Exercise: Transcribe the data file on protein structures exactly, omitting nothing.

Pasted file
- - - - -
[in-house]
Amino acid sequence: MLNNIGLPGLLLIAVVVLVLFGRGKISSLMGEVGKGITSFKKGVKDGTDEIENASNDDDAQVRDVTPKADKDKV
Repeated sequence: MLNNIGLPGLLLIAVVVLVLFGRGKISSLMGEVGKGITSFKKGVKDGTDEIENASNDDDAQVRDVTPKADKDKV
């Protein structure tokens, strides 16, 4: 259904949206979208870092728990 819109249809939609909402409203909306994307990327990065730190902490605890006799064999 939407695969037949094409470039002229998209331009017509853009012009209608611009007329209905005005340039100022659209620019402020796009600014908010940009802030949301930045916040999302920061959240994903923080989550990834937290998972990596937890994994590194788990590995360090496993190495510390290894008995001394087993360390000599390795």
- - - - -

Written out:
[in-house]
Amino acid sequence: MLNNIGLPGLLLIAVVVLVLFGRGKISSLMGEVGKGITSFKKGVKDGTDEIENASNDDDAQVRDVTPKADKDKV
Repeated sequence: MLNNIGLPGLLLIAVVVLVLFGRGKISSLMGEVGKGITSFKKGVKDGTDEIENASNDDDAQVRDVTPKADKDKV
């Protein structure tokens, strides 16, 4: 259904949206979208870092728990 819109249809939609909402409203909306994307990327990065730190902490605890006799064999 939407695969037949094409470039002229998209331009017509853009012009209608611009007329209905005005340039100022659209620019402020796009600014908010940009802030949301930045916040999302920061959240994903923080989550990834937290998972990596937890994994590194788990590995360090496993190495510390290894008995001394087993360390000599390795």